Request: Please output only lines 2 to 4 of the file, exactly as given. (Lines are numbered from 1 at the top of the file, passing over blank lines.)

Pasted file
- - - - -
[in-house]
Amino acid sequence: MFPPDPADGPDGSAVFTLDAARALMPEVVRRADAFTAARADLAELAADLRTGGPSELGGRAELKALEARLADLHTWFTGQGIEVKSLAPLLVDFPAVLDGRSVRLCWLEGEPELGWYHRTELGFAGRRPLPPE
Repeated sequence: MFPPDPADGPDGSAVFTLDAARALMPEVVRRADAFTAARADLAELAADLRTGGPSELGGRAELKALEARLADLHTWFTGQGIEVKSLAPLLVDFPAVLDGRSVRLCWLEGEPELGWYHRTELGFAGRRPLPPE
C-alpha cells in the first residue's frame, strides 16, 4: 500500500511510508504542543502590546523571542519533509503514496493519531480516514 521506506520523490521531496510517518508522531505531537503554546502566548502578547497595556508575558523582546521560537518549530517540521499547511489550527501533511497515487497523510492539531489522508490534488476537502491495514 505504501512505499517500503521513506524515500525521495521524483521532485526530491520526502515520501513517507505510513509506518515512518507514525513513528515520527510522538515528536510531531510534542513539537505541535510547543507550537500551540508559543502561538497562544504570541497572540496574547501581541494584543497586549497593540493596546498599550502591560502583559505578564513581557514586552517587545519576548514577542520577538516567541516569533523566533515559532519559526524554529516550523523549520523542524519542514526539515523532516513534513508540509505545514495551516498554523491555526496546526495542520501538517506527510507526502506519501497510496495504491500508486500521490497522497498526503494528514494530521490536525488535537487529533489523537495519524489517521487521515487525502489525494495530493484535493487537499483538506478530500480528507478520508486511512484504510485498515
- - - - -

Amino acid sequence: MFPPDPADGPDGSAVFTLDAARALMPEVVRRADAFTAARADLAELAADLRTGGPSELGGRAELKALEARLADLHTWFTGQGIEVKSLAPLLVDFPAVLDGRSVRLCWLEGEPELGWYHRTELGFAGRRPLPPE
Repeated sequence: MFPPDPADGPDGSAVFTLDAARALMPEVVRRADAFTAARADLAELAADLRTGGPSELGGRAELKALEARLADLHTWFTGQGIEVKSLAPLLVDFPAVLDGRSVRLCWLEGEPELGWYHRTELGFAGRRPLPPE
C-alpha cells in the first residue's frame, strides 16, 4: 500500500511510508504542543502590546523571542519533509503514496493519531480516514 521506506520523490521531496510517518508522531505531537503554546502566548502578547497595556508575558523582546521560537518549530517540521499547511489550527501533511497515487497523510492539531489522508490534488476537502491495514 505504501512505499517500503521513506524515500525521495521524483521532485526530491520526502515520501513517507505510513509506518515512518507514525513513528515520527510522538515528536510531531510534542513539537505541535510547543507550537500551540508559543502561538497562544504570541497572540496574547501581541494584543497586549497593540493596546498599550502591560502583559505578564513581557514586552517587545519576548514577542520577538516567541516569533523566533515559532519559526524554529516550523523549520523542524519542514526539515523532516513534513508540509505545514495551516498554523491555526496546526495542520501538517506527510507526502506519501497510496495504491500508486500521490497522497498526503494528514494530521490536525488535537487529533489523537495519524489517521487521515487525502489525494495530493484535493487537499483538506478530500480528507478520508486511512484504510485498515